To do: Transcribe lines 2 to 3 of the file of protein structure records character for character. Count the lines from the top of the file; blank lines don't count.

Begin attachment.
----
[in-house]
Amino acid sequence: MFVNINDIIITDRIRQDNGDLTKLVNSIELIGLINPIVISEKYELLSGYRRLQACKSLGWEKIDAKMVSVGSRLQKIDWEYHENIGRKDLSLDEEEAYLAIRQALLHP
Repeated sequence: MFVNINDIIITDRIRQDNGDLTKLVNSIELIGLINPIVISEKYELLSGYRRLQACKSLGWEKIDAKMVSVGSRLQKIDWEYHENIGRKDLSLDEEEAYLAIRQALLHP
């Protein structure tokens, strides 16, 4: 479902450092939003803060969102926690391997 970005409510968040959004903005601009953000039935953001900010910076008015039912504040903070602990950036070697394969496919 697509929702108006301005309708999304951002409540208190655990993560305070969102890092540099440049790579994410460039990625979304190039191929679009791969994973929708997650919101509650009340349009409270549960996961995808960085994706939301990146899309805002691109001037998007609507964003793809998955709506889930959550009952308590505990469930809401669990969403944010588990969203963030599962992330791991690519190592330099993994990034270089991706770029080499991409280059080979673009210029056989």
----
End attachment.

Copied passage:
Amino acid sequence: MFVNINDIIITDRIRQDNGDLTKLVNSIELIGLINPIVISEKYELLSGYRRLQACKSLGWEKIDAKMVSVGSRLQKIDWEYHENIGRKDLSLDEEEAYLAIRQALLHP
Repeated sequence: MFVNINDIIITDRIRQDNGDLTKLVNSIELIGLINPIVISEKYELLSGYRRLQACKSLGWEKIDAKMVSVGSRLQKIDWEYHENIGRKDLSLDEEEAYLAIRQALLHP